Media Release- Findings from the Northern Men's Research Project


Northern Indigenous men need programming and policies that minimize oppression and maximize freedom

Cambridge Bay, NU – January 12th, 2016: Ilitaqsiniq – Nunavut Literacy Council led the Northern Men’s Research Project in partnership with the Yukon Literacy Coalition, the Northwest Territories Literacy Council, Literacy Newfoundland and Labrador, local First Nations governments and community-­‐based partners. The research took place from 2011-­‐2015.


The purpose of the research was to establish evidence so that more effective programs and policies could be developed to support Northern Indigenous men in learning and employment. Community-­‐based researchers conducted the research with 199 men identifying as Inuit, First Nations or Métis. Research participants were from nine communities in the three territories and Labrador.


Northern Indigenous men are underrepresented in higher education and self-­‐government employment. According to the 2013-­‐2014 Nunavut Public Service Annual Report, 70% of Inuit employed by the Government of Nunavut are female compared to 30% for Inuit men. Only 11% of Government of Nunavut employees overall are Inuit men. Statistics identifying the gender gap between Northern Indigenous men and women are not always available. However, community members participating in the research confirmed that men are under-­‐represented in certain kinds of education and employment.


Two underling themes in men's stories explained patterns of disengagement and   engagement. The first theme illustrates that barriers to engagement in employment and education for these men were linked to forms of oppression such as trauma, racism, conflicting societal expectations, and lack of support. The research findings show, as did the 2015 Truth and Reconciliation Commission’s final report, that that the impact of colonization is ongoing. The second theme highlights the resilience of northern Indigenous men who stand firm in who they are and pursue healing and connection to others and to the land, despite ongoing rapid societal changes and oppression. Such men are engaging in learning and work on their own terms. Programs and policies that support men's participation are those that contribute to decolonizing education and workplaces. Decolonizing practices include valuing and using Indigenous knowledge specific to men’s expertise; increasing awareness and cross-­‐cultural training for non-­‐Aboriginal people; and supporting Northern Indigenous men to develop their own programs. Healing and land-­‐based programs for these men are also a critical component of redressing colonial harms and building resilience for strong school and workplace engagement.)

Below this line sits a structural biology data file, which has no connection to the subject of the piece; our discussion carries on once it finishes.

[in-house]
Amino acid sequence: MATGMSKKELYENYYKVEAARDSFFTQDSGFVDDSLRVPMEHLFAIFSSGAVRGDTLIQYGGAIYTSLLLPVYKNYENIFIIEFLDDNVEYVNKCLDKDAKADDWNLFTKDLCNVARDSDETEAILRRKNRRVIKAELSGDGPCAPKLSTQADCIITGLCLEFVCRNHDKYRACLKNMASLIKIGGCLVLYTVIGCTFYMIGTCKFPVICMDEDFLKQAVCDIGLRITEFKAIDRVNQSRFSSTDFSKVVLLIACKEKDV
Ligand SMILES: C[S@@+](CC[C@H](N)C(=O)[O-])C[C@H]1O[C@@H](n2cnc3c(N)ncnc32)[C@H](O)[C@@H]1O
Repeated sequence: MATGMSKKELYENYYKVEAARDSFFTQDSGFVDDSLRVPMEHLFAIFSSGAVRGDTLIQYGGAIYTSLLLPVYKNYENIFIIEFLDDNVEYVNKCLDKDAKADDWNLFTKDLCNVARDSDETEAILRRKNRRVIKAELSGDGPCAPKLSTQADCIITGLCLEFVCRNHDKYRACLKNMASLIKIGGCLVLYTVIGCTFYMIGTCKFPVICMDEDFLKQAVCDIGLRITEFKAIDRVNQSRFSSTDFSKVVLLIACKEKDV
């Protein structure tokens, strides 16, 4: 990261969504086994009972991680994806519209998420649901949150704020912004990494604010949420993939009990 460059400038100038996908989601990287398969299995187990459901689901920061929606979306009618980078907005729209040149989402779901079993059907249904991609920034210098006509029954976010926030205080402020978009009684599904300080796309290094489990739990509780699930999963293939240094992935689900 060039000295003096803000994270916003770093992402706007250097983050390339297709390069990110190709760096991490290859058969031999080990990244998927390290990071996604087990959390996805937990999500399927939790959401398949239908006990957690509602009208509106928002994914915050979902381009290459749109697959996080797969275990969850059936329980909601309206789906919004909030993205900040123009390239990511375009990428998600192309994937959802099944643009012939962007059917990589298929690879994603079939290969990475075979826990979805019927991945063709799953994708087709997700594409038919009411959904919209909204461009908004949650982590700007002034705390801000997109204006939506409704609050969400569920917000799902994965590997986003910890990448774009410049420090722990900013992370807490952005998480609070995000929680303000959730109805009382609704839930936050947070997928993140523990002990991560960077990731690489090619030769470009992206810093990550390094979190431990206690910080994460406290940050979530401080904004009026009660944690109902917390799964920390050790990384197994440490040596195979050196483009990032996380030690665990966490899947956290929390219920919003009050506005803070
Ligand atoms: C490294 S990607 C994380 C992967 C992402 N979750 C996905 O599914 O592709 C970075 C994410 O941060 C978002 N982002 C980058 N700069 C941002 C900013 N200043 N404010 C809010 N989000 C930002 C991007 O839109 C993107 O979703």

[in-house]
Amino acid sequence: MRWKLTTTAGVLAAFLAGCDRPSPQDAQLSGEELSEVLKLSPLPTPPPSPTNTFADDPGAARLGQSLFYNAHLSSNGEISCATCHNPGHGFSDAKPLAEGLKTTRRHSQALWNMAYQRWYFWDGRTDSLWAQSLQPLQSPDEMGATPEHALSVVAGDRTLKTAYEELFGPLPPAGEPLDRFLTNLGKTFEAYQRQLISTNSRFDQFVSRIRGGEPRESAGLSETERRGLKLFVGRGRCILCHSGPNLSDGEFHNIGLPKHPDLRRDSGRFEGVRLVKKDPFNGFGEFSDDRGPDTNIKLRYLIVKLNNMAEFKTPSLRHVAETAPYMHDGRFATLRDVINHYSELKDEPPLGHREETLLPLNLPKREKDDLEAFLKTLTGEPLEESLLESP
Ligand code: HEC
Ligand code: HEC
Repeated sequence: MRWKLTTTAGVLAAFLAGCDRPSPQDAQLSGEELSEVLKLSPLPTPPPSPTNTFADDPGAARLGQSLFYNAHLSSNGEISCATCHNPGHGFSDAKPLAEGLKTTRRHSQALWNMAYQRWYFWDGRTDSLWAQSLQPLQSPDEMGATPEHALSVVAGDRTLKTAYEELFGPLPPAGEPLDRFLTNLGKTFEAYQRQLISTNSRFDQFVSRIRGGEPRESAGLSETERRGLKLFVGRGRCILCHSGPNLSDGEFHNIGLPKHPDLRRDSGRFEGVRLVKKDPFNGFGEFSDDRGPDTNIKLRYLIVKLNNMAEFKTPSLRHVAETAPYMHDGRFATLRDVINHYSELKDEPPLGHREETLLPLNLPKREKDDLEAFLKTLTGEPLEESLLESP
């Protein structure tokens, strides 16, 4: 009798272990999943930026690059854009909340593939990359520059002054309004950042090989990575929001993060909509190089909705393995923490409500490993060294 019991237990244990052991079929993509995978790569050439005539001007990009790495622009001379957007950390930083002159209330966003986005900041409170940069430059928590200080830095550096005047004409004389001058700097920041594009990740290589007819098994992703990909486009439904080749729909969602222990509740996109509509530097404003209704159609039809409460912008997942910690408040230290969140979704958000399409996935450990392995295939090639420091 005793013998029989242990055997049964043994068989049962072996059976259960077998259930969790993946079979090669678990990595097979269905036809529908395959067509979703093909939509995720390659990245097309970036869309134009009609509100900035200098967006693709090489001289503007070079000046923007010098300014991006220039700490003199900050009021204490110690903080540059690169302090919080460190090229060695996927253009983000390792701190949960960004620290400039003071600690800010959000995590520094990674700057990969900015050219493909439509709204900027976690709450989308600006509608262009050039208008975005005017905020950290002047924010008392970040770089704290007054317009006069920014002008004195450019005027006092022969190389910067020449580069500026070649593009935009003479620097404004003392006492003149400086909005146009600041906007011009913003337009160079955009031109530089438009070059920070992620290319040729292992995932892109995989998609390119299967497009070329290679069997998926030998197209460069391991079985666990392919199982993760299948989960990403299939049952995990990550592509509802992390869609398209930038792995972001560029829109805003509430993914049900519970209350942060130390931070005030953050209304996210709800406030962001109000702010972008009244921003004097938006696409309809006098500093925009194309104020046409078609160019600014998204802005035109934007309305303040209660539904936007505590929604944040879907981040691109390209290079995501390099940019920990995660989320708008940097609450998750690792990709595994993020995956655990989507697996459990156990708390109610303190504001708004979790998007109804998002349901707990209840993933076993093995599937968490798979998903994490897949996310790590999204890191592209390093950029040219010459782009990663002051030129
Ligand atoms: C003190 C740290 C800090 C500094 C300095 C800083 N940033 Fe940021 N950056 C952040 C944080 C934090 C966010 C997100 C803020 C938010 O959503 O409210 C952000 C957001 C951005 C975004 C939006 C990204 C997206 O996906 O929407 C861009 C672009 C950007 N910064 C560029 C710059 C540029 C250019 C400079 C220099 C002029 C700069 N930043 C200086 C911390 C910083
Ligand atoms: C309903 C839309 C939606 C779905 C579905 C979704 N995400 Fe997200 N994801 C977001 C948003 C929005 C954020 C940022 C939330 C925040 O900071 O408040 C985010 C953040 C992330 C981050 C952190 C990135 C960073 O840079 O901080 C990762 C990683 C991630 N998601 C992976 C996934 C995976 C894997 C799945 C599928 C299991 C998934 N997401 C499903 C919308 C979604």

“Men have gaps in their education as well as limited opportunities to learn . . . I would like to see men of all generations supported and uplifted to feel strong, confident, and capable.” -­‐ Quluaq Pilakapsi, Elder, Inuktitut Resource Development Coordinator (former), Ilitaqsiniq -­‐ Nunavut Literacy Council.


For more information, please contact: Shelley Tulloch, Ph.D.

Research Guide, Northern Men’s Research project, Adjunct Professor University of P.E. I.



Ilitaqsiniq -­‐ Nunavut Literacy Council

Cayla Chenier, Project Manager



Yukon Literacy Coalition

Colleen Segriff, Regional Coordinator



NWT Literacy Council

Kathryn Barry Paddock, Executive Director



Caroline Vaughn (Former) Executive Director

Literacy Newfoundland and Labrador


About Ilitaqsiniq -­‐ Nunavut Literacy Council

Ilitaqsiniq -­‐ Nunavut Literacy Council, was founded in 1999, branching off from the NWT Literacy Council when Nunavut was established as a separate territory. Ilitaqsiniq promotes and supports the literacy needs of Nunavummiut in the official languages of Nunavut with respect for the principals of community capacity building and development. Its primary activities include conducting community-­‐based research, information sharing, delivering custom training and resource development.


About NWT Literacy Council

The NWT Literacy Council is a territorial not-­‐for-­‐profit organization that promotes and supports literacy and essential skills in all the official languages of the NWT. We help NWT Communities build their capacity to support literacy and essential skills programs. We believe that literacy and essential skills support active participation in the social, economic and political life of our communities, our territory and our country.


About Yukon Literacy Coalition

The Yukon Literacy Coalition (YLC) is a twelve-­‐year-­‐old non-­‐profit organization dedicated to the development of Literacy and Essential Skills in the Yukon. A community-­‐based organization, the YLC was founded on the belief that investment in Literacy and Essential Skills lays the groundwork for every individual to succeed in life, work and their community; and that the best way to improve these skills is through the provision of relevant programs, tools and research.